When I was young, I wore high heels – a lot. Fortunately, because of many recreational interests, I also wore regular shoes or tennis shoes (that’s what we called it then) very often and have not suffered the foot deformities that I see quite often and which are usually the result of fashion footwear. At this point, let’s not go into all the resulting misalignments of the rest of the body.
Even today, I can be seen in heels. Let’s face it: there are some outfits where a nice set of heels really completes the look. And as long as the function does not include a lot of walking or standing – why not?
With the latest re-emergence (note the closeness to “emergency”) of high heels and plateaus, it’s déjà vu all over again. Apparently with the clear goal of securing the income of future podiatrists, here she comes ……
Recently I was asked to assess the walking style in those heels. Well, it looked rather clunky, and I thought how to communicate a better way of navigate in those stilettos.
So, if you must, try it this way: because heels force the pelvic into an anterior tilt, imagine pushing the tailbone down towards the floor, thus normalizing the excessive arch in the lower back. At the same time, lift your ribcage up a little, and the gait looks a lot better.
One more thing: carry a pair of comfy shoes as back-up.
It’s that time of the year again when the question arises whether or not to make New Year’s resolutions. I always do (and I won’t tell you what they are), and some I manage to keep, and others may need to be transferred to this year’s list.
To me, a new year always feels like a new notebook. The first page so pristine, the entire book not yet marked with stains. My best hand-writing was on that first page, and it (pretty much) stayed that way until I made the first mistake. After that, all bets were off, and I continued writing in my (now) old notebook until it was time to get a new one, and the process started all over again.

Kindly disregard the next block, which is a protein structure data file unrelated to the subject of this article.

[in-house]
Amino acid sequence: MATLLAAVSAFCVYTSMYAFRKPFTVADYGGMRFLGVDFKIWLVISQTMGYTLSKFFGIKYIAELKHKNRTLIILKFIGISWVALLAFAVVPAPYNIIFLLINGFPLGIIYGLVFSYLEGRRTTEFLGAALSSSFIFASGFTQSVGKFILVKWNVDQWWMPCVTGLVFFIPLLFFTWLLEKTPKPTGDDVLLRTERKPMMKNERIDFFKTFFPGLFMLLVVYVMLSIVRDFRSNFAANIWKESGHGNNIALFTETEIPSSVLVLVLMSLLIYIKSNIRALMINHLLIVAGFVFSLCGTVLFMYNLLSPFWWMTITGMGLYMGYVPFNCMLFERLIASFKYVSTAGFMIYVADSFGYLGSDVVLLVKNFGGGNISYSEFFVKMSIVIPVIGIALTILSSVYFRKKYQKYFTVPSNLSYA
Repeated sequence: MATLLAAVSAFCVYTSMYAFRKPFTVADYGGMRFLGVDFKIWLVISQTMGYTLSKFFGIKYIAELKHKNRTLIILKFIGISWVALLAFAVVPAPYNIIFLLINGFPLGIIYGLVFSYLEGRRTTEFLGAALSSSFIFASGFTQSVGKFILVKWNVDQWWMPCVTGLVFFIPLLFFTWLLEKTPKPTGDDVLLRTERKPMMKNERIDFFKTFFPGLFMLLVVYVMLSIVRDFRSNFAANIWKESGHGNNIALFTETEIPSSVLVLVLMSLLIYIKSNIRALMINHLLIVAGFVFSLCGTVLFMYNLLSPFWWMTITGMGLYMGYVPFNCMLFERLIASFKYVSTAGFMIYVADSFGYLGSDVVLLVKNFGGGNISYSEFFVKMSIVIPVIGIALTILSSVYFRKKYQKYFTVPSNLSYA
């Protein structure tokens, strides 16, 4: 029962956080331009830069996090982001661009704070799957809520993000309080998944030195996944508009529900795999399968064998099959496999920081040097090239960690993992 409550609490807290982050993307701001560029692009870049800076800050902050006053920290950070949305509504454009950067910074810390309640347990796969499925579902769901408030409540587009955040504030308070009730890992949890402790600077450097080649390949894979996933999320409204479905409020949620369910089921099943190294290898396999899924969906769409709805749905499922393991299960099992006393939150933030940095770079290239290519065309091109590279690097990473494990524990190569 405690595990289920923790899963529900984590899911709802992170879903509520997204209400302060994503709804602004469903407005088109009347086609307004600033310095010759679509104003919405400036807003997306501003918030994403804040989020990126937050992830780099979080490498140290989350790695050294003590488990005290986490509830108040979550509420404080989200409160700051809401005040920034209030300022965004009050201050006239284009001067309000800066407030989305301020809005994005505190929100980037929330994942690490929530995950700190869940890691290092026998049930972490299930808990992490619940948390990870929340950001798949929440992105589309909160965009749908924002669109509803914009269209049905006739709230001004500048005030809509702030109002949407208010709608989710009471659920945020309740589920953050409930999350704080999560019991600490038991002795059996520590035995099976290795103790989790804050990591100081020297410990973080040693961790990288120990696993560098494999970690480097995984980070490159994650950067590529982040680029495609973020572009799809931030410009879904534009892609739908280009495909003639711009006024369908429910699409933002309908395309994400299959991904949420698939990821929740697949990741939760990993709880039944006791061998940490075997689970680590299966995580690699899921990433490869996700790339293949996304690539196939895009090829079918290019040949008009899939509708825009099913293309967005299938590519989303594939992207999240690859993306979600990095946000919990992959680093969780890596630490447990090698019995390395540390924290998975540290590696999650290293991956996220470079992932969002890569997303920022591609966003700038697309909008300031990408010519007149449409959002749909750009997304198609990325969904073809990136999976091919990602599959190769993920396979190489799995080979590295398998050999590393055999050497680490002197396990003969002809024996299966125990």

And this is what happens with resolutions all too often. We are able to stick with them pretty well until we mess up. Rather than acknowledging the lapse, we throw our hands up in the air, give up, and never get back on track.
Changing behaviors in particular is very difficult. But we will never get really good at it unless we continue to practice, practice, practice. There are tons of self-help books out there trying to assist with behavior change. They all work – of we use the advice in them and do what they suggest. Whether is it about losing weight, stopping smoking, starting an exercise program or any other thing that requires us to do things differently from the way we have grown accustomed to.
Some may say that they don’t even bother to make resolutions. That’s okay.
I do. I like to reflect on myself and my outlook on life. The more quiet time during the holidays gives me a great opportunity to do that. Then I make my list and put it in a place where I see it often. And now it’s time to open the new page.
I spent three days in New York last week. The occasion was an opportunity to take a refresher course with Sue Hitzmann on the MELT Length and Strength techniques.
I have been a MELT instructor for four years and have seen how this method can transform people’s wellbeing. I have also made every effort to educate myself on the underlying science of MELT. MELT is a funny kind of technique. It’s really simple in appearance but the reasoning beneath the simple veneer is profound. Even though I took every course Sue offered and also did not miss any opportunity of catching her at the conferences, I often lamented the fact that I never had a chance to take her classes and see her in action. Her refresh course in New York offered a marvelous opportunity.
MELT is still an evolving technique even as the foundation remained the same. Spending three days to review and re-learn enabled me to catch up on latest methods of teaching, deepen my understanding of some techniques, and even revise some errors in comprehension that I recognized. I came away feeling very well-grounded in the theory and practice of MELT and eager to apply what I have learned so that my clients and students can benefit.